A new initiative by Auckland's Indian community is claiming a 90 per cent success rate for preventing domestic violence.
It's a home for men who've been ordered out of their own homes by police, offering counselling and accommodation.
The home, Gandhi Nivas, is the brainchild of a South Auckland health advocate, Ranjna Patel, who says it's not a motel.
"In the morning the social worker based in the house is the one who starts the process of talking," Ms Patel told ONE News.
Men who find themselves at the home have been served with a police safety order which is issued after a domestic incident when facts aren't clear.
It means the men must leave their homes for at least 24 hours.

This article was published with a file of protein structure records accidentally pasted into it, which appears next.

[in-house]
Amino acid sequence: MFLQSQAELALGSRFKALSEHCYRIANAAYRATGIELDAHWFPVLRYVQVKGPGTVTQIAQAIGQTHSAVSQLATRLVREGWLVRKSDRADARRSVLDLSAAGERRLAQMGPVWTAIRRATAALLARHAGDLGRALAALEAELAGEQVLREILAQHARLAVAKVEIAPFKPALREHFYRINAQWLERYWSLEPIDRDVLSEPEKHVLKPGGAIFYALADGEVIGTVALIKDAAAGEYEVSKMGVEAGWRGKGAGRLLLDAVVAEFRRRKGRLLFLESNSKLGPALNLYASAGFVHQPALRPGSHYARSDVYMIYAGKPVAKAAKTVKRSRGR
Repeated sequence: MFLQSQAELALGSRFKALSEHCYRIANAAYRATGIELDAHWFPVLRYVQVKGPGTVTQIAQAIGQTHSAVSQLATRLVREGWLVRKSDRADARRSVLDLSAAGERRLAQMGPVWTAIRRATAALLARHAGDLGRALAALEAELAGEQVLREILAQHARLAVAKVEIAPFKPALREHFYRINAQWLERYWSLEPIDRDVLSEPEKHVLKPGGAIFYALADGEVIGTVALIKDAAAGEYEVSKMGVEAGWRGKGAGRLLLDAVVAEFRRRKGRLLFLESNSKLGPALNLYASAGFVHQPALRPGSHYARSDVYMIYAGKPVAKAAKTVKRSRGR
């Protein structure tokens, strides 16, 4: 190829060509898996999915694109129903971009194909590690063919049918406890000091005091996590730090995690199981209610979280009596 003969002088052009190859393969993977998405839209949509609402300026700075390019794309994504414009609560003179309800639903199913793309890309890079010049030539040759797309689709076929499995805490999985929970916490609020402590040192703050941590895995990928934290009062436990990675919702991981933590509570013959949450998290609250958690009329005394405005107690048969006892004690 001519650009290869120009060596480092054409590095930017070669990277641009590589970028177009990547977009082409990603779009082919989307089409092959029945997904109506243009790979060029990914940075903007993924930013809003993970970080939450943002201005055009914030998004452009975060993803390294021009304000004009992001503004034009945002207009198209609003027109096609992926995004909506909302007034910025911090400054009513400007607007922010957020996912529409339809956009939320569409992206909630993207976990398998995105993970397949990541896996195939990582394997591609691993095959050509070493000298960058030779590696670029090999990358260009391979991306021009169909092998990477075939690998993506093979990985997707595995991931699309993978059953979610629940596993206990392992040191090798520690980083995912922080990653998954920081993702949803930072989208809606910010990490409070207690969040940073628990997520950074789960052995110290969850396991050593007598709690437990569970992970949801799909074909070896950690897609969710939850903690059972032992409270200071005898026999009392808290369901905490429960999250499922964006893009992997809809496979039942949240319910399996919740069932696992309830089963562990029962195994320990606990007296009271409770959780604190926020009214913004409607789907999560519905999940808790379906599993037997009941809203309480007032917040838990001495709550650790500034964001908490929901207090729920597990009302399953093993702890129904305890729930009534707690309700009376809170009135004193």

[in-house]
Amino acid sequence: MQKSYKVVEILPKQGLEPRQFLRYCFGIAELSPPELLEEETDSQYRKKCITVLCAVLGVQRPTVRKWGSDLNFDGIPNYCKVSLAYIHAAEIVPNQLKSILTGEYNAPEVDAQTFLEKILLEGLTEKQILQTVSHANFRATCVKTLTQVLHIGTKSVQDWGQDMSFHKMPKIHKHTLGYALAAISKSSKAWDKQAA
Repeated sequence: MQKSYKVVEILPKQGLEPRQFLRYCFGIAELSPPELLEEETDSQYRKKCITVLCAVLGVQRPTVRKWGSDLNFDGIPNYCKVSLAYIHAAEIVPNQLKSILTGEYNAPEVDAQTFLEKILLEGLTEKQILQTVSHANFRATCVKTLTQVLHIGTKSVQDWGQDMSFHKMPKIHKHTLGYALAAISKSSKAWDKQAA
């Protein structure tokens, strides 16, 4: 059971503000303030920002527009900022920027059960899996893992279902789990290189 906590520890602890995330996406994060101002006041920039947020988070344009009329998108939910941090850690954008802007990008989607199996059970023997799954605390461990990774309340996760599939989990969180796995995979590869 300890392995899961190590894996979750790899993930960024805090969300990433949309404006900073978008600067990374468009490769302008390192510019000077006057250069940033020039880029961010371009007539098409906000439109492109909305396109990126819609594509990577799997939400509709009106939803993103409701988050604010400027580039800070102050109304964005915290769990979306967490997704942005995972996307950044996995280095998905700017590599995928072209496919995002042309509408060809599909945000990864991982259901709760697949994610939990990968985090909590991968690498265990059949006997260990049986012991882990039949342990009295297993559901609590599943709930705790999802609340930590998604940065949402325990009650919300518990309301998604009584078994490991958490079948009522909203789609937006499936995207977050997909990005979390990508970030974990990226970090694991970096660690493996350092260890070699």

Ms Patel was moved to come up with the initiative by an appalling set of domestic violence-related deaths.
My stay at Ghandi Nivas helped me clear my head- A man who attended the home
"One particular year about four years ago, four out of 14 [domestic violence-related] deaths were Indian women, which is completely out of kilter for the ratio of population in New Zealand," she said.
What makes Gandhi Nivas special is that the men receive free counselling for as long as they need it to break the cycle.
The men say changing bad behaviour needs space.
"My stay at Gandhi Nivas helped me clear my head and give me a place to cool down and think things through," one man said.
Open for a year, 100 men have now been through the house and a Massey University study has found 93 of them haven't reoffended.
It's an excellent result says police district ethnic services co-ordinator Sergeant Gurpreet Arora.
"And from the family perspective it means more family harmony which means there are no family violence incidents happening in those homes," he said.
Open to all ethnicities, police are hoping other communities will lay down the welcome mat to more houses like Gandhi Nivas.